In summary, the district court erred when it dismissed Ms. Pitts' conspiracy claims under section 1985(2) because Ms. Pitts has sufficiently alleged the required elements of her claims. "Because plaintiff asserts a valid claim under § 1985(2), [her] reliance on § 1986 is also valid." Wright, 774 F.2d at 426. The district court's dismissal of Ms. Pitts' claims under sections 1985(2) and 1986 is reversed.
Along with her federal claims under sections 1985(2) and 1986, Ms. Pitts asserted state law tort claims for conspiracy, constructive discharge, retaliatory discharge, outrageous conduct, and intentional infliction of emotional distress. Ms. Pitts appeals the district court's dismissal all these claims. We deal with each in turn.
The district court dismissed Ms. Pitts' state law conspiracy claim for the same reasons it dismissed her section 1985(2) conspiracy claims, namely that the allegations were insufficient to meet the elements of a conspiracy. For the reasons we noted above with respect to the section 1985(2) claims, we hold that the allegations in the complaint are sufficient to survive a motion to dismiss. See Pittman v. Larson Distrib. Co., 724 P.2d 1379, 1390 (Colo.App.1986) (under Colorado law, a corporation and its employees may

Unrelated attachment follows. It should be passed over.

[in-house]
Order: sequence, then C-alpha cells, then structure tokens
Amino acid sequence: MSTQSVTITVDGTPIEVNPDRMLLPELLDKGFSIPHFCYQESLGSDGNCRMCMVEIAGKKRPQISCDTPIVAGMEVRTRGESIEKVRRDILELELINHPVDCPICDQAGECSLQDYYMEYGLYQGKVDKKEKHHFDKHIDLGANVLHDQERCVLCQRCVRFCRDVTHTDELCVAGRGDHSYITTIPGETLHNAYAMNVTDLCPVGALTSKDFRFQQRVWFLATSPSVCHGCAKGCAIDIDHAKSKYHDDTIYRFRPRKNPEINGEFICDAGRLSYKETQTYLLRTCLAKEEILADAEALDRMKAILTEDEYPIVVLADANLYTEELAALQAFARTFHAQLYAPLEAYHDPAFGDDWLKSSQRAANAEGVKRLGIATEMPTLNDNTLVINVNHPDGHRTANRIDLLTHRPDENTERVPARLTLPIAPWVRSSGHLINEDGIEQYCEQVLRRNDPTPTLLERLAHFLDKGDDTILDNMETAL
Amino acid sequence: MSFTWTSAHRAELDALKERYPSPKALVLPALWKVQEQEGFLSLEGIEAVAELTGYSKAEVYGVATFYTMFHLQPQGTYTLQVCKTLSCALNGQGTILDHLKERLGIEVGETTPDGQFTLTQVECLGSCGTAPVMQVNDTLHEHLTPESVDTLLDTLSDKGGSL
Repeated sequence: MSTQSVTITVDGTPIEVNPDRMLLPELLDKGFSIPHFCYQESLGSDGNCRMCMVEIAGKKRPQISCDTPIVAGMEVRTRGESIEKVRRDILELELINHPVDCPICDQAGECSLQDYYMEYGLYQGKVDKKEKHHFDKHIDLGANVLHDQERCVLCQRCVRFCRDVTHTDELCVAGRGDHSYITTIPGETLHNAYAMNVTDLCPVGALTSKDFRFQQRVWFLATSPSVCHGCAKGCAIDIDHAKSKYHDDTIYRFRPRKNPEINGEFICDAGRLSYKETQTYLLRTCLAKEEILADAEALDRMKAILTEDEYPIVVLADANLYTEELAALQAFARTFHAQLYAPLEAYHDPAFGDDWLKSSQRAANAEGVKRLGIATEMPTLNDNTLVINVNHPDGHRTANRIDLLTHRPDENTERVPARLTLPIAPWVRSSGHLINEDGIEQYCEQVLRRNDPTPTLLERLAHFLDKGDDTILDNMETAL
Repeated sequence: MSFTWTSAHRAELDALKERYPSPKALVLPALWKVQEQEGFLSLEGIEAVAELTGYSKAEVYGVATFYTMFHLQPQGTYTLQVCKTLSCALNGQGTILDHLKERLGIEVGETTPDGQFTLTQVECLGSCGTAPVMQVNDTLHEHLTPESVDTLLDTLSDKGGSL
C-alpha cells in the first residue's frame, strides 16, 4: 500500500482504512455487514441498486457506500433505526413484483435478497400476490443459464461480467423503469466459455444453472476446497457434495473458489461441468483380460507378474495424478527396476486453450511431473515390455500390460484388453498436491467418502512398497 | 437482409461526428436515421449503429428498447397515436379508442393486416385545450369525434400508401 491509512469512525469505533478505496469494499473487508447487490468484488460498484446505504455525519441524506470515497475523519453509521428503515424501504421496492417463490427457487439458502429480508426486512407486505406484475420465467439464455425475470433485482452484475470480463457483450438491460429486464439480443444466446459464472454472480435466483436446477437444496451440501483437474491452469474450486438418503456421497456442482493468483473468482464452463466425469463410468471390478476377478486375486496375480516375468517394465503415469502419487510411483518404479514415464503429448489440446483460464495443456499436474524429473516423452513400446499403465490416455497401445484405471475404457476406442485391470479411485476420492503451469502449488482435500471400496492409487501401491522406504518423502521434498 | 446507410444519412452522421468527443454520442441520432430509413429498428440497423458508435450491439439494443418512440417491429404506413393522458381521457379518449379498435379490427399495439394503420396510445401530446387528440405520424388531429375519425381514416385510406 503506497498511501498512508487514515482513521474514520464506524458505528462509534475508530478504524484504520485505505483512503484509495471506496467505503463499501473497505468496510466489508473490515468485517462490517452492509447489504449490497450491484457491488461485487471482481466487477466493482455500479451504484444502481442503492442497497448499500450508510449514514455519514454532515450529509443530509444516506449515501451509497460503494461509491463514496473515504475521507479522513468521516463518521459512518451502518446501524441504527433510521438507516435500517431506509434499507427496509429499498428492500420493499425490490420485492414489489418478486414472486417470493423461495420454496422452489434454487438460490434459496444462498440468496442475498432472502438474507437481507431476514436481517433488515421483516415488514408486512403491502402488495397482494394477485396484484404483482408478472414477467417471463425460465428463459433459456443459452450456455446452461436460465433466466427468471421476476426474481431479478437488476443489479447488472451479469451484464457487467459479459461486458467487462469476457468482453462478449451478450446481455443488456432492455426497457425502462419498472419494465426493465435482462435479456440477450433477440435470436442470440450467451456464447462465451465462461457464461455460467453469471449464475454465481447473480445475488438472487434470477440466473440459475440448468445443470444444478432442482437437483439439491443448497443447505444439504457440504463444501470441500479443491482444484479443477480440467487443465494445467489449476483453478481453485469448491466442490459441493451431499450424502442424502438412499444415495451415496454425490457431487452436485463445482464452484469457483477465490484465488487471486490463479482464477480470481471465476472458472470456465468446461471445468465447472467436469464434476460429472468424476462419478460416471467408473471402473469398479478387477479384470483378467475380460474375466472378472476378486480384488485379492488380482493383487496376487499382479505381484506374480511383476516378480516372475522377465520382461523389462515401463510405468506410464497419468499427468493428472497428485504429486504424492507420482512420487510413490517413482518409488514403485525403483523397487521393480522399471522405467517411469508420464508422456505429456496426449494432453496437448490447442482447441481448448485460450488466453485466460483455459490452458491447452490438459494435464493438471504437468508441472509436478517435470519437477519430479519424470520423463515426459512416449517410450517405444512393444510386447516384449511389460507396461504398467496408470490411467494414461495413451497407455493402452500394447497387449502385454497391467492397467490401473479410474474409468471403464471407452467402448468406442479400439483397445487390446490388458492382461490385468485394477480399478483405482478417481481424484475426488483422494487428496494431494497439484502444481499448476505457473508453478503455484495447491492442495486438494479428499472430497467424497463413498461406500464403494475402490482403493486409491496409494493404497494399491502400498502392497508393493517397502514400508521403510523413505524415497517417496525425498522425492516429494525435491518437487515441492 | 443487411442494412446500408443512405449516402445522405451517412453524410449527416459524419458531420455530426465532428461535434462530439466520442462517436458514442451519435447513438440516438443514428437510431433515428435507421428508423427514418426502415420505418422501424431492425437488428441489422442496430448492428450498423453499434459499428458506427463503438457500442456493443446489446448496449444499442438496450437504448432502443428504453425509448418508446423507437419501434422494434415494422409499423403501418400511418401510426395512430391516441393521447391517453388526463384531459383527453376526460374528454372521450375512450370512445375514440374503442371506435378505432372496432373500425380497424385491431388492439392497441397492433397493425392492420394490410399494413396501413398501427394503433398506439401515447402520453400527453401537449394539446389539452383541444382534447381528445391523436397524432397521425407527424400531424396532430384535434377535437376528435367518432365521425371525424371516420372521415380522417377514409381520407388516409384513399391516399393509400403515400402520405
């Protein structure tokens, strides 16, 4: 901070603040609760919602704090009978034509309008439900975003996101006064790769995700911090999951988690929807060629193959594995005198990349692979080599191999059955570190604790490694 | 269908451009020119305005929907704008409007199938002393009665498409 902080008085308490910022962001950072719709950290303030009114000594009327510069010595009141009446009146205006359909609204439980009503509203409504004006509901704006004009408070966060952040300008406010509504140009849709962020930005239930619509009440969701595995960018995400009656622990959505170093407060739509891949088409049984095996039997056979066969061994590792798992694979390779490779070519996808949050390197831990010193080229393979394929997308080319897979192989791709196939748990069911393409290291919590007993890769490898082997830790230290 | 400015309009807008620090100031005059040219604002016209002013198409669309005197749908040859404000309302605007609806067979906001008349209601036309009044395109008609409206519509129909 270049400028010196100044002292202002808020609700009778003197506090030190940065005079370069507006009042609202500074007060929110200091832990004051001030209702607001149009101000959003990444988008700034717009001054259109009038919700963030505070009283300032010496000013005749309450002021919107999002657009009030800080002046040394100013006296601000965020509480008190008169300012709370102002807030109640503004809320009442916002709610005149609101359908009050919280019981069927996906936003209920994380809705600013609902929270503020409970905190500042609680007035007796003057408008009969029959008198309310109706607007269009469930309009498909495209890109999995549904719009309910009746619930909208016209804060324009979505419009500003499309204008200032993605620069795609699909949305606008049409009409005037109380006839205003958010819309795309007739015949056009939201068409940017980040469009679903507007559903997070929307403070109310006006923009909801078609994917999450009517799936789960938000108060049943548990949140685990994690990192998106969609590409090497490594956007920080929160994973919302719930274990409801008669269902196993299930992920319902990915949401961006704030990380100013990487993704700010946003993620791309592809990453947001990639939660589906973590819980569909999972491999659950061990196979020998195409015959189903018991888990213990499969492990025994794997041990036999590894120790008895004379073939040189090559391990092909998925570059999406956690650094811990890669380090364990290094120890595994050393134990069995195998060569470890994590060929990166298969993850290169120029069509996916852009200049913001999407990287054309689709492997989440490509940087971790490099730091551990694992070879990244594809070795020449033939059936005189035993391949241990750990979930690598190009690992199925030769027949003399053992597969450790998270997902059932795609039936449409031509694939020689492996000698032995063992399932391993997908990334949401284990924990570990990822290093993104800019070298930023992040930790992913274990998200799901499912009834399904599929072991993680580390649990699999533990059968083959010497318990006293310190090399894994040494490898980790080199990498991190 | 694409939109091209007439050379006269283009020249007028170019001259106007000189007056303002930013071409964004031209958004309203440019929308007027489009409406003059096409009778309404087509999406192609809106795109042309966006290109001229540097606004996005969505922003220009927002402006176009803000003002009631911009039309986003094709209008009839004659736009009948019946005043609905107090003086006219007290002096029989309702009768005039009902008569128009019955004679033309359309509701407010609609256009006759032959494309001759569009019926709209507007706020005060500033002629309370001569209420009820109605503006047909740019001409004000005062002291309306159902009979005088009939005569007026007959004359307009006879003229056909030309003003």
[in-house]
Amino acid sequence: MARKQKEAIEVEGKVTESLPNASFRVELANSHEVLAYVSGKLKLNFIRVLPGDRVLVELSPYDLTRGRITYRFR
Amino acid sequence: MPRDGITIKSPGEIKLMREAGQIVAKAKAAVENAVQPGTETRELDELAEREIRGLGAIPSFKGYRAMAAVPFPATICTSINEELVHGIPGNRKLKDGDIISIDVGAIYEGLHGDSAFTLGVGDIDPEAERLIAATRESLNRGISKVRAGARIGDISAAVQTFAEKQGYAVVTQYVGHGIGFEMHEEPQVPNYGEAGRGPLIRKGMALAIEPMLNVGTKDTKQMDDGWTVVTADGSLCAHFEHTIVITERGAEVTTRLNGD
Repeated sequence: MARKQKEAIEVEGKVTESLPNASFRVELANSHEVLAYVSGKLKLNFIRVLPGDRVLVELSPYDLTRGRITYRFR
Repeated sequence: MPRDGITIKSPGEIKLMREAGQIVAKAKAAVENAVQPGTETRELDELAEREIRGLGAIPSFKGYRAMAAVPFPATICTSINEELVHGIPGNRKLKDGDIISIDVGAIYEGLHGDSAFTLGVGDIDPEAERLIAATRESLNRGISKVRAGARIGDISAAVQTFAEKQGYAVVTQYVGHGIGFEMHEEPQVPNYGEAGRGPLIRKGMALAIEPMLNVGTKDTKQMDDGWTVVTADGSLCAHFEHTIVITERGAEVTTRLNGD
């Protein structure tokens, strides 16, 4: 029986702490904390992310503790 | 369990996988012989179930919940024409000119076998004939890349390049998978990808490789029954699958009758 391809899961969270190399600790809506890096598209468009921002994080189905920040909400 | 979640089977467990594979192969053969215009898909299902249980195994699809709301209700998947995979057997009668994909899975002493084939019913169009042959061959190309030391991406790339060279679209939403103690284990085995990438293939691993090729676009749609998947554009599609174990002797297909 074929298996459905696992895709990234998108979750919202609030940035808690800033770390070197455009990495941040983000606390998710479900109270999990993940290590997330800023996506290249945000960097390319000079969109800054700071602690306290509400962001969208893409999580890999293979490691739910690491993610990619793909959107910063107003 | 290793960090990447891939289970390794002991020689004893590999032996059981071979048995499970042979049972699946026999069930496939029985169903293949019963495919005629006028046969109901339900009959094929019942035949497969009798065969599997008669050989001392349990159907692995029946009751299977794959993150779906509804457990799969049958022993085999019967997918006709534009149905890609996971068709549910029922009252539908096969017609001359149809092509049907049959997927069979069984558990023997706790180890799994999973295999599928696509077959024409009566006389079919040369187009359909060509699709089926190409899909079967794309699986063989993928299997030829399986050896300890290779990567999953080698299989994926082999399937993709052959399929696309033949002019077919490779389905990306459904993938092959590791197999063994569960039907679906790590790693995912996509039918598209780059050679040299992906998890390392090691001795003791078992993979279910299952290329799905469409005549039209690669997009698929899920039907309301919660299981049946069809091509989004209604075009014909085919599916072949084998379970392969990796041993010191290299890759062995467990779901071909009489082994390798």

The court dismissed the constructive discharge, retaliatory discharge, outrageous conduct, and intentional infliction of emotional distress claims on the alternative grounds of preemption under section 301 of the LMRA, 29 U.S.C. § 185, or for failure to state a claim. See Aplt. App. at 314-15, 316, 318. Defendants argue that these claims are preempted because they require interpretation of the CBA. Ms. Pitts contends that these claims are independent of the collective bargaining agreement, and that in any event, she should have been granted the opportunity to amend any vague allegations to show their independence from the CBA. Because we agree that the district court should have permitted Ms. Pitts to amend her complaint, we do not reach the preemption issue.
Defendants' assertions that Ms. Pitts should not be granted leave to amend because she failed to file a formal motion would normally succeed. See Glenn v. First Nat'l Bank, 868 F.2d 368, 371 (10th Cir. 1989). The unique circumstances of this case, however, warrant a remand to permit amendment of the pleadings. The record before us conclusively shows that Ms. Pitts possessed particular grounds for amending her complaint and proceeded under a legitimate understanding with the other parties and the court that she should wait until a designated time to exercise her right to amend.